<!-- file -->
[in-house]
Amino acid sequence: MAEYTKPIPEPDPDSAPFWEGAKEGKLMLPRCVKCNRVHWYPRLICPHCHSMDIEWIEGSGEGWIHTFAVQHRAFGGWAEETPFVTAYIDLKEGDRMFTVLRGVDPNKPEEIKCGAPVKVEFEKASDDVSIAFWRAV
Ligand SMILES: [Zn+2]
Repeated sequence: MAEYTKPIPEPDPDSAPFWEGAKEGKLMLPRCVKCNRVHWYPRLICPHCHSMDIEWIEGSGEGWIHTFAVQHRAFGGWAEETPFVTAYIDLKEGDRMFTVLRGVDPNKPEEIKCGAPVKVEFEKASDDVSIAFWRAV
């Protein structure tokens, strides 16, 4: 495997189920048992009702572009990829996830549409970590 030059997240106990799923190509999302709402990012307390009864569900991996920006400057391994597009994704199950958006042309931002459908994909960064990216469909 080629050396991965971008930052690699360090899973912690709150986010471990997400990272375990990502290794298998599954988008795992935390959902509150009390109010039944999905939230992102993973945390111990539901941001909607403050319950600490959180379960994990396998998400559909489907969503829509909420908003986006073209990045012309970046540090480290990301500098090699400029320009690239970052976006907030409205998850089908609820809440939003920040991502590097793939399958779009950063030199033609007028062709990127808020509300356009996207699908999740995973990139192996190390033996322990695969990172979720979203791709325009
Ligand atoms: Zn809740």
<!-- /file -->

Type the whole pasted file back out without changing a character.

[in-house]
Amino acid sequence: MAEYTKPIPEPDPDSAPFWEGAKEGKLMLPRCVKCNRVHWYPRLICPHCHSMDIEWIEGSGEGWIHTFAVQHRAFGGWAEETPFVTAYIDLKEGDRMFTVLRGVDPNKPEEIKCGAPVKVEFEKASDDVSIAFWRAV
Ligand SMILES: [Zn+2]
Repeated sequence: MAEYTKPIPEPDPDSAPFWEGAKEGKLMLPRCVKCNRVHWYPRLICPHCHSMDIEWIEGSGEGWIHTFAVQHRAFGGWAEETPFVTAYIDLKEGDRMFTVLRGVDPNKPEEIKCGAPVKVEFEKASDDVSIAFWRAV
């Protein structure tokens, strides 16, 4: 495997189920048992009702572009990829996830549409970590 030059997240106990799923190509999302709402990012307390009864569900991996920006400057391994597009994704199950958006042309931002459908994909960064990216469909 080629050396991965971008930052690699360090899973912690709150986010471990997400990272375990990502290794298998599954988008795992935390959902509150009390109010039944999905939230992102993973945390111990539901941001909607403050319950600490959180379960994990396998998400559909489907969503829509909420908003986006073209990045012309970046540090480290990301500098090699400029320009690239970052976006907030409205998850089908609820809440939003920040991502590097793939399958779009950063030199033609007028062709990127808020509300356009996207699908999740995973990139192996190390033996322990695969990172979720979203791709325009
Ligand atoms: Zn809740």